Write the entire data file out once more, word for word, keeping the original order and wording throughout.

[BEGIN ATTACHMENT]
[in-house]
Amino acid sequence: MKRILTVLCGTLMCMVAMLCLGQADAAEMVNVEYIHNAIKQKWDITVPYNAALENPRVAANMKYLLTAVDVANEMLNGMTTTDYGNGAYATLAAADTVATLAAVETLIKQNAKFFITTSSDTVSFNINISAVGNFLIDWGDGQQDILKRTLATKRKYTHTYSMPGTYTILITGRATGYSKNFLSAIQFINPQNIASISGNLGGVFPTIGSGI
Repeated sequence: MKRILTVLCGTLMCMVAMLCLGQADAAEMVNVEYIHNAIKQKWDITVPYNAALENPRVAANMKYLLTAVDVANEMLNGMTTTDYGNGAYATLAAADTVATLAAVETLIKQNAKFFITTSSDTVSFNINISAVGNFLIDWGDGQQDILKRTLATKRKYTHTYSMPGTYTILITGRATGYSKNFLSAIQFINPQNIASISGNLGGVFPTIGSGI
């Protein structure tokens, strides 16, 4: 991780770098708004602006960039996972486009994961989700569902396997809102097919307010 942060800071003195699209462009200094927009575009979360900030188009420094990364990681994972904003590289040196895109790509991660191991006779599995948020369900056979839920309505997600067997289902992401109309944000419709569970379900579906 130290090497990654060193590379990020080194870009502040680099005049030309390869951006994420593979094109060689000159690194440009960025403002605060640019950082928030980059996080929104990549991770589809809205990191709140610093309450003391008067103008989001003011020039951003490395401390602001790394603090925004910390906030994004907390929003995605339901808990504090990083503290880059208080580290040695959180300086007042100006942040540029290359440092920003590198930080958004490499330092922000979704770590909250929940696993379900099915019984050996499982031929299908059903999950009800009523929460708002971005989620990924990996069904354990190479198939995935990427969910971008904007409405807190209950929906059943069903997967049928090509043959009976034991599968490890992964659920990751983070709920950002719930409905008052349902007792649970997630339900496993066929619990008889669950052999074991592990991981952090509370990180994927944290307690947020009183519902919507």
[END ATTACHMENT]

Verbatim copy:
[in-house]
Amino acid sequence: MKRILTVLCGTLMCMVAMLCLGQADAAEMVNVEYIHNAIKQKWDITVPYNAALENPRVAANMKYLLTAVDVANEMLNGMTTTDYGNGAYATLAAADTVATLAAVETLIKQNAKFFITTSSDTVSFNINISAVGNFLIDWGDGQQDILKRTLATKRKYTHTYSMPGTYTILITGRATGYSKNFLSAIQFINPQNIASISGNLGGVFPTIGSGI
Repeated sequence: MKRILTVLCGTLMCMVAMLCLGQADAAEMVNVEYIHNAIKQKWDITVPYNAALENPRVAANMKYLLTAVDVANEMLNGMTTTDYGNGAYATLAAADTVATLAAVETLIKQNAKFFITTSSDTVSFNINISAVGNFLIDWGDGQQDILKRTLATKRKYTHTYSMPGTYTILITGRATGYSKNFLSAIQFINPQNIASISGNLGGVFPTIGSGI
């Protein structure tokens, strides 16, 4: 991780770098708004602006960039996972486009994961989700569902396997809102097919307010 942060800071003195699209462009200094927009575009979360900030188009420094990364990681994972904003590289040196895109790509991660191991006779599995948020369900056979839920309505997600067997289902992401109309944000419709569970379900579906 130290090497990654060193590379990020080194870009502040680099005049030309390869951006994420593979094109060689000159690194440009960025403002605060640019950082928030980059996080929104990549991770589809809205990191709140610093309450003391008067103008989001003011020039951003490395401390602001790394603090925004910390906030994004907390929003995605339901808990504090990083503290880059208080580290040695959180300086007042100006942040540029290359440092920003590198930080958004490499330092922000979704770590909250929940696993379900099915019984050996499982031929299908059903999950009800009523929460708002971005989620990924990996069904354990190479198939995935990427969910971008904007409405807190209950929906059943069903997967049928090509043959009976034991599968490890992964659920990751983070709920950002719930409905008052349902007792649970997630339900496993066929619990008889669950052999074991592990991981952090509370990180994927944290307690947020009183519902919507």